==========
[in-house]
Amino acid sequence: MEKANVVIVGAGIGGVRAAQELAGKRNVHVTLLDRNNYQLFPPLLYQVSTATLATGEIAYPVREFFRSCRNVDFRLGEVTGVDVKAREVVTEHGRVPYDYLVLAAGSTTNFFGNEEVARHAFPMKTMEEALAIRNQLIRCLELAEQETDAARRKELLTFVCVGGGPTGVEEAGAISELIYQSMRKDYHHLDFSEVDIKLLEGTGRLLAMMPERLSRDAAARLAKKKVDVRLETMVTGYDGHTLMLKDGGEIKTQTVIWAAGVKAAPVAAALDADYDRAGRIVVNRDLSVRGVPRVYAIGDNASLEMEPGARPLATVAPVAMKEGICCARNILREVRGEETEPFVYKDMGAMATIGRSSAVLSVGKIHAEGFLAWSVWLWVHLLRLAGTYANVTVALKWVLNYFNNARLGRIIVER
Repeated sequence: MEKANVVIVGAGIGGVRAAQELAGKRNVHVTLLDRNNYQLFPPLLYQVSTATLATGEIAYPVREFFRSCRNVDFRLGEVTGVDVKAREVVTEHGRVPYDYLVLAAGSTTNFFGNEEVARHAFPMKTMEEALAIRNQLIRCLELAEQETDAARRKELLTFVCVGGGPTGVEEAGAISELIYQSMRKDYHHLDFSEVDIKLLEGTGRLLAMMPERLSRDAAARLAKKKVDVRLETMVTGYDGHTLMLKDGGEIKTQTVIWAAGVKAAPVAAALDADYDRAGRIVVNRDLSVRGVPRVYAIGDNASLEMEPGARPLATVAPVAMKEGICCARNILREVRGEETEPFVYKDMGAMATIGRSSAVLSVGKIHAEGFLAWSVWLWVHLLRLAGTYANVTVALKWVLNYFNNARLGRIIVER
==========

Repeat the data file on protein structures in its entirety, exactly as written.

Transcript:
[in-house]
Amino acid sequence: MEKANVVIVGAGIGGVRAAQELAGKRNVHVTLLDRNNYQLFPPLLYQVSTATLATGEIAYPVREFFRSCRNVDFRLGEVTGVDVKAREVVTEHGRVPYDYLVLAAGSTTNFFGNEEVARHAFPMKTMEEALAIRNQLIRCLELAEQETDAARRKELLTFVCVGGGPTGVEEAGAISELIYQSMRKDYHHLDFSEVDIKLLEGTGRLLAMMPERLSRDAAARLAKKKVDVRLETMVTGYDGHTLMLKDGGEIKTQTVIWAAGVKAAPVAAALDADYDRAGRIVVNRDLSVRGVPRVYAIGDNASLEMEPGARPLATVAPVAMKEGICCARNILREVRGEETEPFVYKDMGAMATIGRSSAVLSVGKIHAEGFLAWSVWLWVHLLRLAGTYANVTVALKWVLNYFNNARLGRIIVER
Repeated sequence: MEKANVVIVGAGIGGVRAAQELAGKRNVHVTLLDRNNYQLFPPLLYQVSTATLATGEIAYPVREFFRSCRNVDFRLGEVTGVDVKAREVVTEHGRVPYDYLVLAAGSTTNFFGNEEVARHAFPMKTMEEALAIRNQLIRCLELAEQETDAARRKELLTFVCVGGGPTGVEEAGAISELIYQSMRKDYHHLDFSEVDIKLLEGTGRLLAMMPERLSRDAAARLAKKKVDVRLETMVTGYDGHTLMLKDGGEIKTQTVIWAAGVKAAPVAAALDADYDRAGRIVVNRDLSVRGVPRVYAIGDNASLEMEPGARPLATVAPVAMKEGICCARNILREVRGEETEPFVYKDMGAMATIGRSSAVLSVGKIHAEGFLAWSVWLWVHLLRLAGTYANVTVALKWVLNYFNNARLGRIIVER